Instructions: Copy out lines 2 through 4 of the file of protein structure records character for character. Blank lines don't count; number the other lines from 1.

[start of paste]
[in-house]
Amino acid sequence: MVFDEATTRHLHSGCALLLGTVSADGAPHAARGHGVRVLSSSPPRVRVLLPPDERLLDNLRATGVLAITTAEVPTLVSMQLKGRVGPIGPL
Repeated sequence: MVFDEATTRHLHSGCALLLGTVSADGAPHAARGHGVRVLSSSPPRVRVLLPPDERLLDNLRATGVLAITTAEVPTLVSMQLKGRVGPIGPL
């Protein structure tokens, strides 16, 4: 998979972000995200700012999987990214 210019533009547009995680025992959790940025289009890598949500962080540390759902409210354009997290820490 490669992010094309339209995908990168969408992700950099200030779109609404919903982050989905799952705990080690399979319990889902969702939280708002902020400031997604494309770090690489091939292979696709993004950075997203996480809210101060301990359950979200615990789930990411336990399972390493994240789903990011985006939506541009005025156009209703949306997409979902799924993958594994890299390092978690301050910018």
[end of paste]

Amino acid sequence: MVFDEATTRHLHSGCALLLGTVSADGAPHAARGHGVRVLSSSPPRVRVLLPPDERLLDNLRATGVLAITTAEVPTLVSMQLKGRVGPIGPL
Repeated sequence: MVFDEATTRHLHSGCALLLGTVSADGAPHAARGHGVRVLSSSPPRVRVLLPPDERLLDNLRATGVLAITTAEVPTLVSMQLKGRVGPIGPL
């Protein structure tokens, strides 16, 4: 998979972000995200700012999987990214 210019533009547009995680025992959790940025289009890598949500962080540390759902409210354009997290820490 490669992010094309339209995908990168969408992700950099200030779109609404919903982050989905799952705990080690399979319990889902969702939280708002902020400031997604494309770090690489091939292979696709993004950075997203996480809210101060301990359950979200615990789930990411336990399972390493994240789903990011985006939506541009005025156009209703949306997409979902799924993958594994890299390092978690301050910018």